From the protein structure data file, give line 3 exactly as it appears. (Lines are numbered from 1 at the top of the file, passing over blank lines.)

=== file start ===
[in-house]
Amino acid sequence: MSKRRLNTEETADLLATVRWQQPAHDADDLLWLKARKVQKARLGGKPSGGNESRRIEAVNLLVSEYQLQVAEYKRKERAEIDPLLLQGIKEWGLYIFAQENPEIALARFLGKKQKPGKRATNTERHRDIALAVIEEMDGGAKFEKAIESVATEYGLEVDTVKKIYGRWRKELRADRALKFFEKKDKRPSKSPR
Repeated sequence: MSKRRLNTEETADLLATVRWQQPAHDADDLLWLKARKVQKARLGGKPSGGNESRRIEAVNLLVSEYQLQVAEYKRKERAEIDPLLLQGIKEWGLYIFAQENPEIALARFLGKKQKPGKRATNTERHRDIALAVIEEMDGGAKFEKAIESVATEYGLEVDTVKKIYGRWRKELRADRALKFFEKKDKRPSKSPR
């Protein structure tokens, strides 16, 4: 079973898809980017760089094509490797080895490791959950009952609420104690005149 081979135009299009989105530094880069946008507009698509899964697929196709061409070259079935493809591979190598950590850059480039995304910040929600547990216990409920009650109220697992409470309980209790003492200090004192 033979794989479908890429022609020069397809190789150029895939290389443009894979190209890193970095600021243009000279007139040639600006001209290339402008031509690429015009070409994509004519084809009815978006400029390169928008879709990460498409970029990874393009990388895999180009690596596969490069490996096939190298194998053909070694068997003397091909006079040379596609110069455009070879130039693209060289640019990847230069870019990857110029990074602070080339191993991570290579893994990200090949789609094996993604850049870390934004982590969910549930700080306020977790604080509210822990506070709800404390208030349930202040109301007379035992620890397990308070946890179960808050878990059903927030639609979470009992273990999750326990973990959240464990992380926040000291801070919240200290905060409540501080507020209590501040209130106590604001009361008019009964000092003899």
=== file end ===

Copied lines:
Repeated sequence: MSKRRLNTEETADLLATVRWQQPAHDADDLLWLKARKVQKARLGGKPSGGNESRRIEAVNLLVSEYQLQVAEYKRKERAEIDPLLLQGIKEWGLYIFAQENPEIALARFLGKKQKPGKRATNTERHRDIALAVIEEMDGGAKFEKAIESVATEYGLEVDTVKKIYGRWRKELRADRALKFFEKKDKRPSKSPR